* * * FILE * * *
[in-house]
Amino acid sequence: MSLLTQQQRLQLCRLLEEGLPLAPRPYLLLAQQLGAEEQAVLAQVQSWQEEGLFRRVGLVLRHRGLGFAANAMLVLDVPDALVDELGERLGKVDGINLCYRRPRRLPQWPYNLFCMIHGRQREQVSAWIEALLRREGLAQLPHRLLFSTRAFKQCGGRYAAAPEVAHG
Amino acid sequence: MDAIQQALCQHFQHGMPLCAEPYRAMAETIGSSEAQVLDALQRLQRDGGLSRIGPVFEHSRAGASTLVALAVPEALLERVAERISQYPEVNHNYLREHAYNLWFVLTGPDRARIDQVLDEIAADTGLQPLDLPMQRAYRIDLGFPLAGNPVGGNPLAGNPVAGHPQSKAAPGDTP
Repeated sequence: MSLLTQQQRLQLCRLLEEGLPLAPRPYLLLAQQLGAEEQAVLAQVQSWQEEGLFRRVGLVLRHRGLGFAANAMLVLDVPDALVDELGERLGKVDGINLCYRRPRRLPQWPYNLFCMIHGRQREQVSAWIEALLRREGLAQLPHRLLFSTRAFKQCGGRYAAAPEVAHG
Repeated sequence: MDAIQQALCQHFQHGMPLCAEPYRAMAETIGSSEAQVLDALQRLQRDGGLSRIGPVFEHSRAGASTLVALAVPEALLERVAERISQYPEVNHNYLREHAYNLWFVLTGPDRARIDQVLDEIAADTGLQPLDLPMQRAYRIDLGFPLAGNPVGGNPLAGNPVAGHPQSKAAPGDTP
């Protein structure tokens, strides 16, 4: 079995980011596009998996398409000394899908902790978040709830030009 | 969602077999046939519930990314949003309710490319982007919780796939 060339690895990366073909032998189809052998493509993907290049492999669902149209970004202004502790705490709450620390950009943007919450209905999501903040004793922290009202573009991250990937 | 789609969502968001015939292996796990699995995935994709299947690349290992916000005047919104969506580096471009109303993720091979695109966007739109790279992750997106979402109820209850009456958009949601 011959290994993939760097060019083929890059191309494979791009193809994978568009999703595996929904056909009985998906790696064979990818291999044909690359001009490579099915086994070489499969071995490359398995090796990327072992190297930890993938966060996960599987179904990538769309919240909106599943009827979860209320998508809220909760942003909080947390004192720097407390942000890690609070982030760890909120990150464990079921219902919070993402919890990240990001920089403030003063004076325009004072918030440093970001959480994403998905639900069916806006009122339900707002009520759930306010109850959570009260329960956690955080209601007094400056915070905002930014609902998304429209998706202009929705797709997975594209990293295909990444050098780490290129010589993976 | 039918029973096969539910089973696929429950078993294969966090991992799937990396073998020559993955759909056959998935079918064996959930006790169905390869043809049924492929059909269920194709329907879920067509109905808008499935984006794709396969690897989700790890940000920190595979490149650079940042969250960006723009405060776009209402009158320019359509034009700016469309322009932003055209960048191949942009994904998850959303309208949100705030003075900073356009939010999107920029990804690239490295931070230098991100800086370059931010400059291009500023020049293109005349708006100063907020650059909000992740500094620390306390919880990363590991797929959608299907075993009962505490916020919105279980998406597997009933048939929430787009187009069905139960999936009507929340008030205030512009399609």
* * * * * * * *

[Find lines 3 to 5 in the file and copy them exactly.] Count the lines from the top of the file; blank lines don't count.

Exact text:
Amino acid sequence: MDAIQQALCQHFQHGMPLCAEPYRAMAETIGSSEAQVLDALQRLQRDGGLSRIGPVFEHSRAGASTLVALAVPEALLERVAERISQYPEVNHNYLREHAYNLWFVLTGPDRARIDQVLDEIAADTGLQPLDLPMQRAYRIDLGFPLAGNPVGGNPLAGNPVAGHPQSKAAPGDTP
Repeated sequence: MSLLTQQQRLQLCRLLEEGLPLAPRPYLLLAQQLGAEEQAVLAQVQSWQEEGLFRRVGLVLRHRGLGFAANAMLVLDVPDALVDELGERLGKVDGINLCYRRPRRLPQWPYNLFCMIHGRQREQVSAWIEALLRREGLAQLPHRLLFSTRAFKQCGGRYAAAPEVAHG
Repeated sequence: MDAIQQALCQHFQHGMPLCAEPYRAMAETIGSSEAQVLDALQRLQRDGGLSRIGPVFEHSRAGASTLVALAVPEALLERVAERISQYPEVNHNYLREHAYNLWFVLTGPDRARIDQVLDEIAADTGLQPLDLPMQRAYRIDLGFPLAGNPVGGNPLAGNPVAGHPQSKAAPGDTP